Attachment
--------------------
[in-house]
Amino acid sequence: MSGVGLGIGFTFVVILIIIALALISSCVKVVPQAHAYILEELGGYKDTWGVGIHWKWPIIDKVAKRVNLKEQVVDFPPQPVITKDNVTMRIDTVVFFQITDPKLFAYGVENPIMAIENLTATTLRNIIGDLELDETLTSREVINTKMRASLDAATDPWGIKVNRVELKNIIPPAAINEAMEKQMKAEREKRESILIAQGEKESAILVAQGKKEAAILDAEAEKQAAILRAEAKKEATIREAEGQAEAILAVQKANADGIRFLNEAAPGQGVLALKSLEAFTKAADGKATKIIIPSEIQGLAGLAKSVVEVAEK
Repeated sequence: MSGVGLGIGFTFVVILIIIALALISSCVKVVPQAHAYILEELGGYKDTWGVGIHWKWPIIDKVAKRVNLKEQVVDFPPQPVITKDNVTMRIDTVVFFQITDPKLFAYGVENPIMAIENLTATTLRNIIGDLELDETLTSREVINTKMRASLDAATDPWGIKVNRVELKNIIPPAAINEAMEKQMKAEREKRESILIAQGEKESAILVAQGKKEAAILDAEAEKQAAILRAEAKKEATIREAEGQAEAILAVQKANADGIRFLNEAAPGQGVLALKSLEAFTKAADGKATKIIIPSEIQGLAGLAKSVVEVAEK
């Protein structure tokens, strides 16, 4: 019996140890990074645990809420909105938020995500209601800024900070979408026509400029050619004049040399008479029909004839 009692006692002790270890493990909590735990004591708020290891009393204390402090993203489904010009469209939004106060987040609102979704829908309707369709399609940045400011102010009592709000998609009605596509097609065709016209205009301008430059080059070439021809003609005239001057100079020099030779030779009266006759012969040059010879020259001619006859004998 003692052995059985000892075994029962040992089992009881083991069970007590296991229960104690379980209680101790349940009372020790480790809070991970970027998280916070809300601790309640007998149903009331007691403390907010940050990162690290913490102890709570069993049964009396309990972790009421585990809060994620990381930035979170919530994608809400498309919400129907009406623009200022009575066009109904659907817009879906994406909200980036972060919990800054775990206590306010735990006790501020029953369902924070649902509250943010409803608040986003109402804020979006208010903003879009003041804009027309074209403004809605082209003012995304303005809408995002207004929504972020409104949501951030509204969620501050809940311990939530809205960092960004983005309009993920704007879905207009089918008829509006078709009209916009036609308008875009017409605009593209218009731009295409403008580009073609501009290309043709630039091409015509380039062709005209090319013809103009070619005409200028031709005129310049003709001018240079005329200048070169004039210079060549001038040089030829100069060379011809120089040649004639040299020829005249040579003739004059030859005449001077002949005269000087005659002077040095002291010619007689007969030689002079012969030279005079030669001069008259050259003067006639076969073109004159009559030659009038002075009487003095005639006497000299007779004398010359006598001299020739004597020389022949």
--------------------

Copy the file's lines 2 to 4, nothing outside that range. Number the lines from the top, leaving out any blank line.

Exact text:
Amino acid sequence: MSGVGLGIGFTFVVILIIIALALISSCVKVVPQAHAYILEELGGYKDTWGVGIHWKWPIIDKVAKRVNLKEQVVDFPPQPVITKDNVTMRIDTVVFFQITDPKLFAYGVENPIMAIENLTATTLRNIIGDLELDETLTSREVINTKMRASLDAATDPWGIKVNRVELKNIIPPAAINEAMEKQMKAEREKRESILIAQGEKESAILVAQGKKEAAILDAEAEKQAAILRAEAKKEATIREAEGQAEAILAVQKANADGIRFLNEAAPGQGVLALKSLEAFTKAADGKATKIIIPSEIQGLAGLAKSVVEVAEK
Repeated sequence: MSGVGLGIGFTFVVILIIIALALISSCVKVVPQAHAYILEELGGYKDTWGVGIHWKWPIIDKVAKRVNLKEQVVDFPPQPVITKDNVTMRIDTVVFFQITDPKLFAYGVENPIMAIENLTATTLRNIIGDLELDETLTSREVINTKMRASLDAATDPWGIKVNRVELKNIIPPAAINEAMEKQMKAEREKRESILIAQGEKESAILVAQGKKEAAILDAEAEKQAAILRAEAKKEATIREAEGQAEAILAVQKANADGIRFLNEAAPGQGVLALKSLEAFTKAADGKATKIIIPSEIQGLAGLAKSVVEVAEK
């Protein structure tokens, strides 16, 4: 019996140890990074645990809420909105938020995500209601800024900070979408026509400029050619004049040399008479029909004839 009692006692002790270890493990909590735990004591708020290891009393204390402090993203489904010009469209939004106060987040609102979704829908309707369709399609940045400011102010009592709000998609009605596509097609065709016209205009301008430059080059070439021809003609005239001057100079020099030779030779009266006759012969040059010879020259001619006859004998 003692052995059985000892075994029962040992089992009881083991069970007590296991229960104690379980209680101790349940009372020790480790809070991970970027998280916070809300601790309640007998149903009331007691403390907010940050990162690290913490102890709570069993049964009396309990972790009421585990809060994620990381930035979170919530994608809400498309919400129907009406623009200022009575066009109904659907817009879906994406909200980036972060919990800054775990206590306010735990006790501020029953369902924070649902509250943010409803608040986003109402804020979006208010903003879009003041804009027309074209403004809605082209003012995304303005809408995002207004929504972020409104949501951030509204969620501050809940311990939530809205960092960004983005309009993920704007879905207009089918008829509006078709009209916009036609308008875009017409605009593209218009731009295409403008580009073609501009290309043709630039091409015509380039062709005209090319013809103009070619005409200028031709005129310049003709001018240079005329200048070169004039210079060549001038040089030829100069060379011809120089040649004639040299020829005249040579003739004059030859005449001077002949005269000087005659002077040095002291010619007689007969030689002079012969030279005079030669001069008259050259003067006639076969073109004159009559030659009038002075009487003095005639006497000299007779004398010359006598001299020739004597020389022949």